SpaceX launches, lands Starship in first successful flight

SpaceX finally stuck a landing with its Starship prototype spacecraft on Wednesday.

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Elon Musk’s vehicle, which was chosen by NASA two weeks ago to fly its astronauts to the surface of the moon, lifted off from SpaceX’s launch site in southern Texas near Brownsville and the border of Mexico, The Washington Post reported. The spacecraft fired its three Raptor engines and climbed to an altitude of 6 miles, the newspaper reported.

After four minutes, the spacecraft did a “belly flop” maneuver and headed back to Earth, righting itself and reigniting its engine so the ship could land softy, the Post reported.

“We are down, the Starship has landed,” John Insprucker, SpaceX’s principal integration engineer, said during the live broadcast.

It was the second time SpaceX has landed Starship, The New York Times reported. A previous version exploded several minutes after enduring a harder landing than expected, the newspaper reported.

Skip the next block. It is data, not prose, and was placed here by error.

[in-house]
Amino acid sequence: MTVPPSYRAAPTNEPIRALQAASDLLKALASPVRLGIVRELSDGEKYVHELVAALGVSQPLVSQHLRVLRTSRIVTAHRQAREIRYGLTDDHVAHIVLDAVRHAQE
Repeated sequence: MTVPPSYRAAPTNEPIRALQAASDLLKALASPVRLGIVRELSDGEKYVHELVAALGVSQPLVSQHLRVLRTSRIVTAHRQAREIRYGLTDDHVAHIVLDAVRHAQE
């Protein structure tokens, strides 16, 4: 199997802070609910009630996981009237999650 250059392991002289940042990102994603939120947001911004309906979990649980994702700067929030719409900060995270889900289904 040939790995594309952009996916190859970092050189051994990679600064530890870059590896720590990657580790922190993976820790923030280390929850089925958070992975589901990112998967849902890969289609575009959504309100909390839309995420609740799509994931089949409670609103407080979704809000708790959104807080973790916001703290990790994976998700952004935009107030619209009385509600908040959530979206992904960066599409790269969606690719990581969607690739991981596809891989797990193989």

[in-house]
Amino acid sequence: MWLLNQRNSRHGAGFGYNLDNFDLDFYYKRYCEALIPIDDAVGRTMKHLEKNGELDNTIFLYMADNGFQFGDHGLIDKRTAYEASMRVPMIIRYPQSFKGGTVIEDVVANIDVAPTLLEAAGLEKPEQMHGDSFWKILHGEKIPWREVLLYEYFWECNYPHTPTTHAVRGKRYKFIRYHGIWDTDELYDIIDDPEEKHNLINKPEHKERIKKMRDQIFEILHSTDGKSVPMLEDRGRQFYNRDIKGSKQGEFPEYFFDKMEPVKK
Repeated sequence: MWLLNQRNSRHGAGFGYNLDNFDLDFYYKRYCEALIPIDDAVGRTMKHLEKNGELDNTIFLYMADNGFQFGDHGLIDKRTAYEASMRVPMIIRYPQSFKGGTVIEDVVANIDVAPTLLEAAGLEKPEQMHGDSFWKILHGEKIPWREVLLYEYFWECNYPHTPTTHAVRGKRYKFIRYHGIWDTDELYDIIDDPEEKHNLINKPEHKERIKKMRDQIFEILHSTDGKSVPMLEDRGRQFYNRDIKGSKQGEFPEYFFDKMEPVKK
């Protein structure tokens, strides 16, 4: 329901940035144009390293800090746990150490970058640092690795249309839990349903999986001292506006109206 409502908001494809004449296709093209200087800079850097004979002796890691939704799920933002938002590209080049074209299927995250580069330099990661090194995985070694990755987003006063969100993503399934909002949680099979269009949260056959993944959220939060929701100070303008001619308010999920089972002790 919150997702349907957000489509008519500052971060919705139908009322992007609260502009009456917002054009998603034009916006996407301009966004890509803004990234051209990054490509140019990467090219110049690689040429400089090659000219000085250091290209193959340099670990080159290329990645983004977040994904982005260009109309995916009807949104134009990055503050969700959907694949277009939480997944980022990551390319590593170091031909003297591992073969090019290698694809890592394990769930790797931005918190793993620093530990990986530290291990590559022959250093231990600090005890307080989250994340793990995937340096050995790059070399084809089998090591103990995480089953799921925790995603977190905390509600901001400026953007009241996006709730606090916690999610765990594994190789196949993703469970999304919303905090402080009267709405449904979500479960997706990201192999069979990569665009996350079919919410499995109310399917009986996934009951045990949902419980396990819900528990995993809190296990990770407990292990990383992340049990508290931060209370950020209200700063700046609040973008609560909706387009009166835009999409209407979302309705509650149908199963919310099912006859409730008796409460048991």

Other versions of the vehicle had exploded either during or after landing, the Times reported.

Flames continued to emerge from the base of the rocket after its landing, according to the Post.

The fire was a result of the fuel used by the rocket, Insprucker told reporters.

Shortly after SpaceX ended its official video feed, Musk used rocket jargon to tweet about the flight’s success.

“Starship landing nominal,” Musk tweeted.

In other words, the landing went by the book.

SpaceX’s successful landing came on the 60th anniversary of the flight of Alan Shepard, the first American in space.

Several weeks ago, NASA awarded a $2.9 billion contract to SpaceX to use Starship to take astronauts from lunar orbit to the surface of the moon, the Times reported. The contract is part of the Artemis program, the newspaper reported.